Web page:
Motion Control

PLC-Based Robotic Controls Versus OEM Robotic Controls

As more manufacturing facilities and distribution centers discover the benefits of robotic material handling solutions, the decision of how best to control the robot must be made. While robot original equipment manufacturers (OEMs) offer their own tightly integrated controller, recent developments have enabled control by a Programmable Logic Controller, or PLC. For facilities where PLC-based controls are already used in other machine control applications, the benefits of using one for the robot as well may be a wiser choice than the OEM controller. Let’s review PLC-based robotic control to help you determine if it’s the best choice for your application.

Posted in: Articles, Industrial Controls & Automation, Robotics


Reducing Power-On/Off Glitches in Precision DACs

Voltage glitches are common in a signal chain path, especially when the system is being powered up or down. Depending on the peak amplitude and glitch duration, the end result in the system output can be catastrophic. One example is an industrial motor control system where a digital-to-analog converter (DAC) drives the motor drivers to control motor spin. If the glitch amplitude is higher than the motor driver’s sensitivity threshold, the motor could be spinning without control in any direction when the system is powered up/down.

Posted in: Briefs, Power Management, Motors & Drives


Piezoelectric Actuated Inchworm Motor (PAIM)

This linear piezoelectric actuator can operate at temperatures of 77 K or below. NASA’s Jet Propulsion Laboratory, Pasadena, California Conventional piezoelectric materials, such as PZTs, have reasonably high electromechanical coupling over 70%, and excellent performance at room temperature. However, their coupling factor (converting electrical to mechanical energy and vice versa) drops substantially at cryogenic temperatures, as the extrinsic contributions (domain wall motions) are almost frozen out below 130 K.

Posted in: Briefs, TSP, Fluid Handling, Motors & Drives


Advanced Rolling Mechanics Analysis (AROMA) 1.0

Lyndon B. Johnson Space Center, Houston, Texas AROMA uses a boundary-element formulation to calculate normal and shear pressure distributions and sub-surface stresses for elastic bodies in contact. In addition to handling static normal and sheer loading, it also solves the contact problem for rolling elements such as bearings, traction drives, and wheel-to-rail interfaces. AROMA is a powerful and flexible tool for studying the tractive forces that arise during rolling in combination with kinematic effects, such as creepage and spin that are related to rolling element alignment. This GUI-based tool was developed in MATLAB, and can run within the MATLAB environment or as a standalone application.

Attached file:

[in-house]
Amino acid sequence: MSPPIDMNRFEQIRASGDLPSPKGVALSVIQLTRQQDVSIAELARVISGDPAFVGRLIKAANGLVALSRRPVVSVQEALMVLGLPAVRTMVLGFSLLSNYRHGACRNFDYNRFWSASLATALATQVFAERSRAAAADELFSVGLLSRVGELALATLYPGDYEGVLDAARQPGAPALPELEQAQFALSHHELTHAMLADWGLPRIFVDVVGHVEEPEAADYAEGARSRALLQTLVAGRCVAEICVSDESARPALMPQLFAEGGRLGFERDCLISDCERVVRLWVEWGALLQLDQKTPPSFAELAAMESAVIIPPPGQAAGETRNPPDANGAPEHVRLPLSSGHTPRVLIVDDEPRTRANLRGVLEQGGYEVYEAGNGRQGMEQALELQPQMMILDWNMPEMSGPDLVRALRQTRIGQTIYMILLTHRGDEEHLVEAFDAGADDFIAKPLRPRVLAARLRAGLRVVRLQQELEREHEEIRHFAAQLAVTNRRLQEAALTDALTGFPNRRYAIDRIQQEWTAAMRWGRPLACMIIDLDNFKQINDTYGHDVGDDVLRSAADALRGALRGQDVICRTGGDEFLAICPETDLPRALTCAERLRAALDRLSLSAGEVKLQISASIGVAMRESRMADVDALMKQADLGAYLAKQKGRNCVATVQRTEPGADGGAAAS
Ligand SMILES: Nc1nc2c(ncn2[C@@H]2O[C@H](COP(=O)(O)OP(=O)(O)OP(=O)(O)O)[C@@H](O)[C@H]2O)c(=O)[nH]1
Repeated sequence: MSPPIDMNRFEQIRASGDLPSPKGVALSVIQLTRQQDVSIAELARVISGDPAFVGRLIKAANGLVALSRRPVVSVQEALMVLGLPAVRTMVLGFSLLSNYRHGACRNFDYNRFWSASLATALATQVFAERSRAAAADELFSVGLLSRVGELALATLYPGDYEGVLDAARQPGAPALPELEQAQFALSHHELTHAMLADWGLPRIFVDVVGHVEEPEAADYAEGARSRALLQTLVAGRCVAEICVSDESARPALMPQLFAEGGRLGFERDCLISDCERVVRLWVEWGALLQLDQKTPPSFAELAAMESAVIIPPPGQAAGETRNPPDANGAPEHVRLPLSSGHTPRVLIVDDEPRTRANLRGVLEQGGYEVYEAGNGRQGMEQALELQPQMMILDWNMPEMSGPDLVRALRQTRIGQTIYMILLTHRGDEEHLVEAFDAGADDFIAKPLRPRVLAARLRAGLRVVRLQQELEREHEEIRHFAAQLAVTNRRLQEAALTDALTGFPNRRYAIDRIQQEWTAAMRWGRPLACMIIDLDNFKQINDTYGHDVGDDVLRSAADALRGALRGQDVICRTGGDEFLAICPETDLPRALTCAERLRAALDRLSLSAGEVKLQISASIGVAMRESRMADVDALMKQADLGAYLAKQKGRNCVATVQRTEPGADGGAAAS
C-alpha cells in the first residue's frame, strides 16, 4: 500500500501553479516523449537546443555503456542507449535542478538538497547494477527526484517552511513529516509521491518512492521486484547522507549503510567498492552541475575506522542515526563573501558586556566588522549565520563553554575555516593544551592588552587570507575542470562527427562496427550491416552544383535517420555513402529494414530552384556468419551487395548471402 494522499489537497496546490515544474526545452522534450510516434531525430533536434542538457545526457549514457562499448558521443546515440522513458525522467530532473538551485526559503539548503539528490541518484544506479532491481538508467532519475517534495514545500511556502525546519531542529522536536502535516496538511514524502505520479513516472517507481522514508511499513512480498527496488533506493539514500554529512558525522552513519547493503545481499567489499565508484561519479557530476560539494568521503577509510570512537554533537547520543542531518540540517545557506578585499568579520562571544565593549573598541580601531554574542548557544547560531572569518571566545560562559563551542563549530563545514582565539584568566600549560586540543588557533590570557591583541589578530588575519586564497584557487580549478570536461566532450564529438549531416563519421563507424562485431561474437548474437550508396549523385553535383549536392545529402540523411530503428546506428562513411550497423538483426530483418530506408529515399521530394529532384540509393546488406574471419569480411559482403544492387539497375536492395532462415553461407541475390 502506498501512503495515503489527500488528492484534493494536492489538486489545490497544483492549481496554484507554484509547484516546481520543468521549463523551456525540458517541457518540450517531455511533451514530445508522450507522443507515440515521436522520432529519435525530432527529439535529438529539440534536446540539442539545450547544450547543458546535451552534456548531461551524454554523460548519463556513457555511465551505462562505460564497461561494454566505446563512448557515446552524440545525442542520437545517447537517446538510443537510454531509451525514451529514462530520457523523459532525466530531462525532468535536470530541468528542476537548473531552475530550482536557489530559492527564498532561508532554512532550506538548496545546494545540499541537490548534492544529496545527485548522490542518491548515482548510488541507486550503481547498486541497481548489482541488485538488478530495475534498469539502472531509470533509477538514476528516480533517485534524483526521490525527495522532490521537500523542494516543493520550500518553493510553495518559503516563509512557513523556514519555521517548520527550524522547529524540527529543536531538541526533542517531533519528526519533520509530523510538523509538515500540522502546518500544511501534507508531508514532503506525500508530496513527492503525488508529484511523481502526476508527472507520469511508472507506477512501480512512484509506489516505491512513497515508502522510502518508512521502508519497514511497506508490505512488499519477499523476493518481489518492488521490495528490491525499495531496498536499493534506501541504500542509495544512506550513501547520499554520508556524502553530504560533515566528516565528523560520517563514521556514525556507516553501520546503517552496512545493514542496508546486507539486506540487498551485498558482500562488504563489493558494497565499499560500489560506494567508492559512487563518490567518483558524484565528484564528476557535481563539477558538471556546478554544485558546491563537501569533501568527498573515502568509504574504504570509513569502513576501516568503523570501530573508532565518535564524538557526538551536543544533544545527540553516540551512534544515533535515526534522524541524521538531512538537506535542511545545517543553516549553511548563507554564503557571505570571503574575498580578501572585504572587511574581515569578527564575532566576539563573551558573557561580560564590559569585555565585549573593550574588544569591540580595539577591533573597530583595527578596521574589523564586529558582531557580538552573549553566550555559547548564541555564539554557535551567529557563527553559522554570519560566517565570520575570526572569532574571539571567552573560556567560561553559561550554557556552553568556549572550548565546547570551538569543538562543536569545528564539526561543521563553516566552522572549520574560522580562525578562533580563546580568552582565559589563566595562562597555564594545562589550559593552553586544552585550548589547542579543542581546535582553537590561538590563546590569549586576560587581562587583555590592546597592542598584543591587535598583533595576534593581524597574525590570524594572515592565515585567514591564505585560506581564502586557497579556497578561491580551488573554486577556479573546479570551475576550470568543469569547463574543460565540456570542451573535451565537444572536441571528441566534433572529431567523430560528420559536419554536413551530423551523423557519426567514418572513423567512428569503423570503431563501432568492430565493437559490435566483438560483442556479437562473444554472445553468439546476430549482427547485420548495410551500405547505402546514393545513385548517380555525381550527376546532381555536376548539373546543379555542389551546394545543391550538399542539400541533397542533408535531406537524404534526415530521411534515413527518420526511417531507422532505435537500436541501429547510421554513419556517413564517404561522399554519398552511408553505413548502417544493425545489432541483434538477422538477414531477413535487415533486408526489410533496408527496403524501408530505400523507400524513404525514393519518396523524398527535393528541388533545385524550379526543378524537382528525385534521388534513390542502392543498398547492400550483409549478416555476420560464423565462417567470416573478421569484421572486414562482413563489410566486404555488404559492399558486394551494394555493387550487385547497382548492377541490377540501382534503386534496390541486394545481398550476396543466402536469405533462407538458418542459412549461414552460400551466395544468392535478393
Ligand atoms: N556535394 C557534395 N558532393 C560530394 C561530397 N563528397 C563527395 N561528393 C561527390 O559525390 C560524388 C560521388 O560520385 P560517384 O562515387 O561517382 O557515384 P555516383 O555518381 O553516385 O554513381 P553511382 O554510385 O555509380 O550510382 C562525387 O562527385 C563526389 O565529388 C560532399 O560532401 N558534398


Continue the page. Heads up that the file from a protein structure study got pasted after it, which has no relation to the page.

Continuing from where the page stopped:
Posted in: Briefs, Measuring Instruments


Reactionless Drive Tube Sampling Device and Deployment Method

Springs and a counter-mass create a powerful and stable sampling device. NASA’s Jet Propulsion Laboratory, Pasadena, California A sampling device and a deployment method were developed that allow collection of a predefined sample volume from up to a predefined depth, precise sampling site selection, and low impact on the deploying spacecraft. This device is accelerated toward the sampled body, penetrates the surface, closes a door mechanism to retain the sample, and ejects a sampling tube with the sample inside. At the same time the drive tube is accelerated, a sacrificial reaction mass can be accelerated in the opposite direction and released in space to minimize the momentum impact on the spacecraft. The energy required to accelerate both objects is sourced locally, and can be a spring, cold gas, electric, or pyrotechnic. After the sample tube is ejected or extracted from the drive tube, it can be presented for analysis or placed in a sample return capsule.

Posted in: Briefs, TSP, Motors & Drives


Developing Ceramic-Like Bulk Metallic Glass Gears

This technology has applications in gears, bearings, and gearboxes for automotive, spacecraft, and robotics. NASA’s Jet Propulsion Laboratory, Pasadena, California This invention describes systems and methods for implementing bulk metallic glass-based (BMG) macroscale gears with high wear resistance. This invention creates bulk metallic glasses (BMGs) with selected mechanical properties that are very similar to ceramics, such as high strength and resistance to wear, but without high melting temperatures. Ceramics are high-strength, hard materials that are typically used for their extremely high melting temperatures. Because of their extreme hardness, ceramics are optimal materials for making gears, due to their low wear loss. Unfortunately, ceramics suffer from low fracture toughness (typically <1 MPa·m1/2), and their high melting temperatures prevent them from being cast into net-shaped parts. Ceramic gears, for example, must be ground to a final shape at great expense.

Posted in: Briefs, Ceramics, Metals


Products of Tomorrow: March 2015

The technologies NASA develops don’t just blast off into space. They also improve our lives here on Earth. Life-saving search-and-rescue tools, implantable medical devices, advances in commercial aircraft safety, increased accuracy in weather forecasting, and the miniature cameras in our cellphones are just some of the examples of NASA-developed technology used in products today.

Posted in: Articles, Products, Aviation, Electronics & Computers, Detectors, Sensors